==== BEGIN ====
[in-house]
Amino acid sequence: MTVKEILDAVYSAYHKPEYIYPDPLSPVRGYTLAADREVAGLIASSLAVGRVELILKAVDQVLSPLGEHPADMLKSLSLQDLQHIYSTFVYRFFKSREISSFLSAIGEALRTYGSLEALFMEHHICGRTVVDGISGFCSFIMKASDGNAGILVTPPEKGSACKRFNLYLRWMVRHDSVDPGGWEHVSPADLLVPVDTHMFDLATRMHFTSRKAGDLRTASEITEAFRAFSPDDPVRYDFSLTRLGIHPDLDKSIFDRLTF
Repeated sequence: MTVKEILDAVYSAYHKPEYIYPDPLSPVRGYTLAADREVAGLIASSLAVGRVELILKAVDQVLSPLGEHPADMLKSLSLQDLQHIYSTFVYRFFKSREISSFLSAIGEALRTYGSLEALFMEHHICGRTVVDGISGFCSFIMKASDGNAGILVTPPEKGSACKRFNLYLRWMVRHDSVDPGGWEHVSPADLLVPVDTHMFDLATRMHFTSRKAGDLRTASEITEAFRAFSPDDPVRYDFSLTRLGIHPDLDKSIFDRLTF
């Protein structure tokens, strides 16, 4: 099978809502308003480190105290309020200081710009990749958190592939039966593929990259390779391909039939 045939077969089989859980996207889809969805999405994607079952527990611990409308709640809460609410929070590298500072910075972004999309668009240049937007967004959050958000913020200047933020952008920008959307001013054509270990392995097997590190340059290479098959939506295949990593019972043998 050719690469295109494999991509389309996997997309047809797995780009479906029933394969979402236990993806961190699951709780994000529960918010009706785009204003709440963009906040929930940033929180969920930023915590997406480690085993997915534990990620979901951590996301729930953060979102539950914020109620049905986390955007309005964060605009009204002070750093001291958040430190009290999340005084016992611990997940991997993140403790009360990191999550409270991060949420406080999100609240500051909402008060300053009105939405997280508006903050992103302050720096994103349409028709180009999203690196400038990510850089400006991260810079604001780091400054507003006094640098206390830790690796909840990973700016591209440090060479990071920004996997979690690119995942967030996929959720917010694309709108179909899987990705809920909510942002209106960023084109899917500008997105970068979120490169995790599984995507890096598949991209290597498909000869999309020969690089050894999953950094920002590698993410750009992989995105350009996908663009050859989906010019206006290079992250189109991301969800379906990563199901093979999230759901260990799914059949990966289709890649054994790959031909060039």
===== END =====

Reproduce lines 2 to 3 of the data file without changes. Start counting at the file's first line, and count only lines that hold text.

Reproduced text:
Amino acid sequence: MTVKEILDAVYSAYHKPEYIYPDPLSPVRGYTLAADREVAGLIASSLAVGRVELILKAVDQVLSPLGEHPADMLKSLSLQDLQHIYSTFVYRFFKSREISSFLSAIGEALRTYGSLEALFMEHHICGRTVVDGISGFCSFIMKASDGNAGILVTPPEKGSACKRFNLYLRWMVRHDSVDPGGWEHVSPADLLVPVDTHMFDLATRMHFTSRKAGDLRTASEITEAFRAFSPDDPVRYDFSLTRLGIHPDLDKSIFDRLTF
Repeated sequence: MTVKEILDAVYSAYHKPEYIYPDPLSPVRGYTLAADREVAGLIASSLAVGRVELILKAVDQVLSPLGEHPADMLKSLSLQDLQHIYSTFVYRFFKSREISSFLSAIGEALRTYGSLEALFMEHHICGRTVVDGISGFCSFIMKASDGNAGILVTPPEKGSACKRFNLYLRWMVRHDSVDPGGWEHVSPADLLVPVDTHMFDLATRMHFTSRKAGDLRTASEITEAFRAFSPDDPVRYDFSLTRLGIHPDLDKSIFDRLTF